The Man Behind

An imaginative reading that seeks to reconcile the art and life of Tagore.

Written by Harish Trivedi | Published:September 21, 2013 1:11 am

Book: Young Tagore: The Makings of a Genius

Author: Sudhir Kakar

Publisher: Penguin/Viking

price: Rs 499

Pages: 238

Of all our national icons,Rabindranath Tagore remains probably the most sacrosanct,being as Gurudeb even holier than the Mahatma. One may quake a little therefore at the prospect of the sagely Poet,of the venerable long cloak and white beard,being approached through psycho-analysis and being in the process exposed,laid bare,and possibly diminished.

But Sudhir Kakar,eminent psycho-analyst,is also a novelist,and allays all apprehensions by stating right at the beginning of this new ‘psychobiography’ that he proposes not to analyse but to empathise,and to dig deep not for hidden facts but for “emotional truths.” He does so mainly through two discursive strategies. Firstly,he reads Tagore’s two autobiographies not so much against the grain as through their interstices,seeking to fill their ellipses,elisions and erasures with imaginative speculations grounded in his refined professional expertise. Secondly,he freely treats several of Tagore’s poems and novels as if these were cut of the same cloth as his autobiographies. Obviously,he does not subscribe to the theory of the ‘biographical fallacy’ (of the Cambridge or Chicago schools of ‘New Criticism’),according to which it is naïve if not misleading to interpret a writer’s life in terms of his works and vice versa,in circular authentication.

In this,Kakar is,of course,at one with the common reader of Tagore who has always believed his fictional works,such as Nashta Neer (The Broken Nest) and Ghare Baire (Home and Abroad),to be modelled on episodes in his own life. For all admirers of Tagore (and some of Satyajit Ray),Charulata is the more bewitching for being based on Kadambari Devi,Tagore’s sister-in-law who entered the large Tagore household as a child bride at the age of nine,when Tagore was seven. The two grew up together in easy familial intimacy but in their teens apparently felt strong intimations of what Tagore called “swirling passions.”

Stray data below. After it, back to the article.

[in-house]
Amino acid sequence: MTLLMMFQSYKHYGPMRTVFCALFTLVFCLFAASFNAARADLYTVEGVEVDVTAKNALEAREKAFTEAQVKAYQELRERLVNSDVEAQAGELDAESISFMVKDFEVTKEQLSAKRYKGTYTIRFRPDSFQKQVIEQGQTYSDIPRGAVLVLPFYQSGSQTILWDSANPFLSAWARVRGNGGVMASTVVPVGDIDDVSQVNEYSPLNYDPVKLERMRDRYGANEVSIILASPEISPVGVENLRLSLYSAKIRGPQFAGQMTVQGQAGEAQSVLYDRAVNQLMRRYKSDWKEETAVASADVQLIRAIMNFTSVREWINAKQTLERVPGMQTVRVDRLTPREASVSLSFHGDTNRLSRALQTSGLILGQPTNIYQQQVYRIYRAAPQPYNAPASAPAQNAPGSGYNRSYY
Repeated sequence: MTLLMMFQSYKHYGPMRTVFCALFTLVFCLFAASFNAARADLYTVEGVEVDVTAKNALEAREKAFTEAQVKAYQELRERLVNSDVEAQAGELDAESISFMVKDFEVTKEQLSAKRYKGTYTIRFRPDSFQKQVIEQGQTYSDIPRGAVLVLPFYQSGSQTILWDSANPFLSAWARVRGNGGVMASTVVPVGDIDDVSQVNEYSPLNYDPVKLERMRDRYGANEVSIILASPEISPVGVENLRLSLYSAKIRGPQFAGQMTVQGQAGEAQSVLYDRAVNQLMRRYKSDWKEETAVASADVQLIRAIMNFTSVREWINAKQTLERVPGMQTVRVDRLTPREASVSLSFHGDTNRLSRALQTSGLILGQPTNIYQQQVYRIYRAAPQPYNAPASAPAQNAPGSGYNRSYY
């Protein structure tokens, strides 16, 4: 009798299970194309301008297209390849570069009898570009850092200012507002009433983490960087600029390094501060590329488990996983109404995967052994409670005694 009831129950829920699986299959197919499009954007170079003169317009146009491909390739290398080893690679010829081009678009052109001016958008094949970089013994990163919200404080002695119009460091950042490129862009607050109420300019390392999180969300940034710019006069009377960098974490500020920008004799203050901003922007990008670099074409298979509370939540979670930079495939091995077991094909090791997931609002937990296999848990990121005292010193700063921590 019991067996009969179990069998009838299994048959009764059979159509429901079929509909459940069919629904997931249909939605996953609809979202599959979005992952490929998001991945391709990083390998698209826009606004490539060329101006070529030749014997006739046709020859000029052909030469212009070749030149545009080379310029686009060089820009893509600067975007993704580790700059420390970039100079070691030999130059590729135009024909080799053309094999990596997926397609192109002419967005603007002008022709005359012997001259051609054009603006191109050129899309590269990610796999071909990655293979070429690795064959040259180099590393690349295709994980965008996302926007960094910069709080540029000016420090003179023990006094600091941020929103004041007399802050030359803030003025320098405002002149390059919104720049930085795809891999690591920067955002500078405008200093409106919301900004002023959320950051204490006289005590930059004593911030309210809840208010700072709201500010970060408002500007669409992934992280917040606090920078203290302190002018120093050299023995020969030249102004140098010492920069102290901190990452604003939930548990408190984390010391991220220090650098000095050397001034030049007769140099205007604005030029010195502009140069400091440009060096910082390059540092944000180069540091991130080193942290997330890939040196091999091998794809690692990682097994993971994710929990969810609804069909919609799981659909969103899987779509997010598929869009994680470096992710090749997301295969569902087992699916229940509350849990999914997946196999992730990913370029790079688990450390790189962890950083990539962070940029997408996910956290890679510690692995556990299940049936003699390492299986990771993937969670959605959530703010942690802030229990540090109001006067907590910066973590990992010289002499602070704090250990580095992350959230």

It is characteristic of Kakar’s entirely sympathetic approach to Tagore that he describes Kadambari as “simply…the ideal container” of the liquid heart of Tagore,and their relationship as something that “garbed his soul in erotic grace” and lent cohesion to his self and identity. She committed suicide four months after Tagore got married,and Kakar surmises it was possibly out of a dangerously high “dysphoric tendency” already present in her before this “final blow.” Tagore inevitably felt pangs of guilt and kept her memory alive; it served “to heighten his literary and artistic creativity.”

On several occasions in his long life,Tagore experienced bouts of melancholia. The severest was the one which began when he was 53 years old and had just won the Nobel prize,and it lasted for over a year. Tagore himself perceived it as a spiritual crisis,a kind of dark night of the soul,while Kakar identifies it as “unequivocally a clinical depression.” It is Kakar’s special distinction as a profoundly Indian psychoanalyst that he can entertain both these perspectives together and hold them in balance. In his account of the genius or “extraordinary creativity” of Tagore,there is room,in his own terms,for both the biological-emotional-historical and the transcendent-spiritual-unconscious. This book,written “in the spirit of Tagore” of reconciling dualities,not only illuminates many nooks and crannies of Tagore’s creativity but is in itself an imaginative and luminous meditation on art and life,the body and the soul,and the East and the West.

The writer is a former professor of English,University of Delhi

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